Are you wondering, “What are CNC machines?”
If so, you’d have to start with American inventor John T. Parsons. While machine tools were being used back in the 1770s, it wasn’t until the 1940s that Americans began using numerical control (NC).
John T. Parsons is often considered the “Father of Numerical Control.”
His groundbreaking work in NC earned him many accolades, such as the first NC patent and an induction into the National Inventors Hall of Fame. He didn’t stop there, either—in total, Parsons collected an astounding 15 licenses as an individual, and 35 others granted to his business.
Here, we explain the history of the CNC machine, as well as some quick details for the curious. Let’s get started!
Numerical Control and the Origin of the CNC Machine
It all began when Parsons was subcontracted to build helicopter rotor blades for Sikorsky Aircraft.
Early models were dangerous (even fatal), and Parsons had the idea to stamp the rotor blades out of metal instead, making them more durable, and also eliminating the glue and screw fastening that wasn’t cutting it in the sky.
Parsons and a team of aircraft engineers created a numerically-controlled machine that aided in ultra-precise wing construction.
In 1958, he was ultimately rewarded a patent for the “Motor-Controlled Apparatus for Positioning Machine Tool.” This device ran on data from punch cards, which was admittedly painstaking.
So, how’d we go from NC to CNC?
These punch cards were replaced with computer control. This opened up a whole new world—from this, we developed computers, computer-aided design (CAD), and more.
What Are CNC Machines?
To understand a CNC carving machine, it helps to know the earlier models it came from.
NC, or numerical control, is when programmable logic automates the monitoring of machining tools. These machining tools were originally operated in full by humans.
Cut to CNC machines, and the human factor is out, optimizing NC in a fascinating and efficient way. Computer numerical control (CNC) is when precisely-coded instructions are sent to the control system of a machine tool, which allows it to work under precise and consistent measurements.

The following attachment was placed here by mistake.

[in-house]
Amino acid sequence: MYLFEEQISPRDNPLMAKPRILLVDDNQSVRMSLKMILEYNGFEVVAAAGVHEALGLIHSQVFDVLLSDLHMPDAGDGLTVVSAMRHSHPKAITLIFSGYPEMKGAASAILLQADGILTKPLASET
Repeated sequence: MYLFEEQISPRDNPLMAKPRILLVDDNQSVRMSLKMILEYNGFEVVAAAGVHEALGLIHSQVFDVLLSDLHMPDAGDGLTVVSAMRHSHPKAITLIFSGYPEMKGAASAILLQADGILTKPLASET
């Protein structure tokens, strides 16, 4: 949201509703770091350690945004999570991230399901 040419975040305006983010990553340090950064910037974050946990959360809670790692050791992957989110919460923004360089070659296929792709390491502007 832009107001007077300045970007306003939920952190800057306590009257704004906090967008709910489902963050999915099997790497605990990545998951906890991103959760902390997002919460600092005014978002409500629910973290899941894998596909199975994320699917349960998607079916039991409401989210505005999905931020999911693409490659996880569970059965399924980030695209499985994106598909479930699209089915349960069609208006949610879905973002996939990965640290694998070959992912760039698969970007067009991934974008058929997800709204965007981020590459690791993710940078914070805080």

Today, we often think of a milling machine connected to a computer when we think of CNC. However, the term CNC encompasses any device that’s controlled by a computer.
CNC machines can control a wide range of machinery—mills, plasma cutters, lathes, routers, water jets, grinders, and more—making the process reliable and time-sensitive. When you take the human operator out of the equation, businesses can reduce operating costs, avoid manufacturing errors, and use their human resources more efficiently.
This all lends itself to a booming niche.
Several industries can utilize CNC machines, contributing to massive growth in the CNC business. Experts predict a 5.5% annual growth rate from last year to 2026, ultimately making the CNC business worth a whopping $128.86 billion.
The More You Know
Never again will you ask yourself, “What are CNC machines?”
What they are is a brilliant invention that’s pointed to efficiency, optimization, and overall competence. Sorry humans—you’re just not going to cut it!
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